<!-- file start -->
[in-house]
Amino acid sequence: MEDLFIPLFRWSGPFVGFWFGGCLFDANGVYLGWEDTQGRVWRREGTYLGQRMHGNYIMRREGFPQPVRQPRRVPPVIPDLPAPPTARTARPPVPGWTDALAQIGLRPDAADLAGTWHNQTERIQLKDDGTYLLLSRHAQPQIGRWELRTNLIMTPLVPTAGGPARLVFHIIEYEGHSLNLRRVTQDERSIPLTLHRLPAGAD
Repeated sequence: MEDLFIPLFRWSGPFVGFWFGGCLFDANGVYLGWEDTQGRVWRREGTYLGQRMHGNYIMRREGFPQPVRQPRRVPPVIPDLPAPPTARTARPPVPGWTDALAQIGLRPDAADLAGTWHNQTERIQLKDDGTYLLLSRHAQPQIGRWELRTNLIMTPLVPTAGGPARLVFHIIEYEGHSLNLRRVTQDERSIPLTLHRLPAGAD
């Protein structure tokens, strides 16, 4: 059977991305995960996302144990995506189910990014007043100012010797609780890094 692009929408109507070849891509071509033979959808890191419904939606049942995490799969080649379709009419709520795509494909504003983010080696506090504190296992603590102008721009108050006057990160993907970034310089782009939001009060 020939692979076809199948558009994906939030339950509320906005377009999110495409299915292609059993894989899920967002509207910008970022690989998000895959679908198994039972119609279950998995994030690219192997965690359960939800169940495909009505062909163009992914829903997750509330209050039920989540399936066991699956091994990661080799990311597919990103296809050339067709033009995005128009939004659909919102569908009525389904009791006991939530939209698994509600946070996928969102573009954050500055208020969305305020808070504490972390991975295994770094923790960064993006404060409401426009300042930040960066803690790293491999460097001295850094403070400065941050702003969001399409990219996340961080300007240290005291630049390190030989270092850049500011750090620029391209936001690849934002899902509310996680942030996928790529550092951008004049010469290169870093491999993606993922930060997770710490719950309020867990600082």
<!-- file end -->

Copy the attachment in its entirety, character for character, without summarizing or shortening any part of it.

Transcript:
[in-house]
Amino acid sequence: MEDLFIPLFRWSGPFVGFWFGGCLFDANGVYLGWEDTQGRVWRREGTYLGQRMHGNYIMRREGFPQPVRQPRRVPPVIPDLPAPPTARTARPPVPGWTDALAQIGLRPDAADLAGTWHNQTERIQLKDDGTYLLLSRHAQPQIGRWELRTNLIMTPLVPTAGGPARLVFHIIEYEGHSLNLRRVTQDERSIPLTLHRLPAGAD
Repeated sequence: MEDLFIPLFRWSGPFVGFWFGGCLFDANGVYLGWEDTQGRVWRREGTYLGQRMHGNYIMRREGFPQPVRQPRRVPPVIPDLPAPPTARTARPPVPGWTDALAQIGLRPDAADLAGTWHNQTERIQLKDDGTYLLLSRHAQPQIGRWELRTNLIMTPLVPTAGGPARLVFHIIEYEGHSLNLRRVTQDERSIPLTLHRLPAGAD
């Protein structure tokens, strides 16, 4: 059977991305995960996302144990995506189910990014007043100012010797609780890094 692009929408109507070849891509071509033979959808890191419904939606049942995490799969080649379709009419709520795509494909504003983010080696506090504190296992603590102008721009108050006057990160993907970034310089782009939001009060 020939692979076809199948558009994906939030339950509320906005377009999110495409299915292609059993894989899920967002509207910008970022690989998000895959679908198994039972119609279950998995994030690219192997965690359960939800169940495909009505062909163009992914829903997750509330209050039920989540399936066991699956091994990661080799990311597919990103296809050339067709033009995005128009939004659909919102569908009525389904009791006991939530939209698994509600946070996928969102573009954050500055208020969305305020808070504490972390991975295994770094923790960064993006404060409401426009300042930040960066803690790293491999460097001295850094403070400065941050702003969001399409990219996340961080300007240290005291630049390190030989270092850049500011750090620029391209936001690849934002899902509310996680942030996928790529550092951008004049010469290169870093491999993606993922930060997770710490719950309020867990600082």